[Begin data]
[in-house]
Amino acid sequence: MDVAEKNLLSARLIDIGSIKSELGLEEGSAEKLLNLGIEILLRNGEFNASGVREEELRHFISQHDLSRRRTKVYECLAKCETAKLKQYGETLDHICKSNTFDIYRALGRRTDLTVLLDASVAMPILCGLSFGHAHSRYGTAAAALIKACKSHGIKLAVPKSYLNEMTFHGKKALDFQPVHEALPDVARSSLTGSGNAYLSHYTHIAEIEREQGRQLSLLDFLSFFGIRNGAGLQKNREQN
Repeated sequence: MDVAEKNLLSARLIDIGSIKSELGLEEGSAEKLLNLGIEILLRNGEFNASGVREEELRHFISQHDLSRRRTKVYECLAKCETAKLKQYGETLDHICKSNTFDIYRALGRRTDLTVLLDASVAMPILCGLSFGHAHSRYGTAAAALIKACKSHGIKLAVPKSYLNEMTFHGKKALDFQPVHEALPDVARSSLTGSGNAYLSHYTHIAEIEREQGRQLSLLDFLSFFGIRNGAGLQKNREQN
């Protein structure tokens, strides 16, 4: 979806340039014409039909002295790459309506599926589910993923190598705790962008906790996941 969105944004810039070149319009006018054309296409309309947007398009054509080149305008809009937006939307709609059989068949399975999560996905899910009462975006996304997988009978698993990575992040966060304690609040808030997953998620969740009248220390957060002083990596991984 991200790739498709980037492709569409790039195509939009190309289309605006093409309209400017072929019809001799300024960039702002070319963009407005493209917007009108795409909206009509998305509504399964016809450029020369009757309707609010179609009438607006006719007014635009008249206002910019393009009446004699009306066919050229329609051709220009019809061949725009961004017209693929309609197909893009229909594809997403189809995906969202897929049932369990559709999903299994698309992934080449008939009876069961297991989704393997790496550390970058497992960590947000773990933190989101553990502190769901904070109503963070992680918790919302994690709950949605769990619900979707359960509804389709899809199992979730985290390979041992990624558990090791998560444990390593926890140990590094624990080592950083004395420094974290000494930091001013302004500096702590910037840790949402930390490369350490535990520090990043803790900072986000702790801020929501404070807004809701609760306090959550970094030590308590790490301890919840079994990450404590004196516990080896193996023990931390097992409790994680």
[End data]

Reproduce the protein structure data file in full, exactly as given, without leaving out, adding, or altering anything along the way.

[in-house]
Amino acid sequence: MDVAEKNLLSARLIDIGSIKSELGLEEGSAEKLLNLGIEILLRNGEFNASGVREEELRHFISQHDLSRRRTKVYECLAKCETAKLKQYGETLDHICKSNTFDIYRALGRRTDLTVLLDASVAMPILCGLSFGHAHSRYGTAAAALIKACKSHGIKLAVPKSYLNEMTFHGKKALDFQPVHEALPDVARSSLTGSGNAYLSHYTHIAEIEREQGRQLSLLDFLSFFGIRNGAGLQKNREQN
Repeated sequence: MDVAEKNLLSARLIDIGSIKSELGLEEGSAEKLLNLGIEILLRNGEFNASGVREEELRHFISQHDLSRRRTKVYECLAKCETAKLKQYGETLDHICKSNTFDIYRALGRRTDLTVLLDASVAMPILCGLSFGHAHSRYGTAAAALIKACKSHGIKLAVPKSYLNEMTFHGKKALDFQPVHEALPDVARSSLTGSGNAYLSHYTHIAEIEREQGRQLSLLDFLSFFGIRNGAGLQKNREQN
């Protein structure tokens, strides 16, 4: 979806340039014409039909002295790459309506599926589910993923190598705790962008906790996941 969105944004810039070149319009006018054309296409309309947007398009054509080149305008809009937006939307709609059989068949399975999560996905899910009462975006996304997988009978698993990575992040966060304690609040808030997953998620969740009248220390957060002083990596991984 991200790739498709980037492709569409790039195509939009190309289309605006093409309209400017072929019809001799300024960039702002070319963009407005493209917007009108795409909206009509998305509504399964016809450029020369009757309707609010179609009438607006006719007014635009008249206002910019393009009446004699009306066919050229329609051709220009019809061949725009961004017209693929309609197909893009229909594809997403189809995906969202897929049932369990559709999903299994698309992934080449008939009876069961297991989704393997790496550390970058497992960590947000773990933190989101553990502190769901904070109503963070992680918790919302994690709950949605769990619900979707359960509804389709899809199992979730985290390979041992990624558990090791998560444990390593926890140990590094624990080592950083004395420094974290000494930091001013302004500096702590910037840790949402930390490369350490535990520090990043803790900072986000702790801020929501404070807004809701609760306090959550970094030590308590790490301890919840079994990450404590004196516990080896193996023990931390097992409790994680």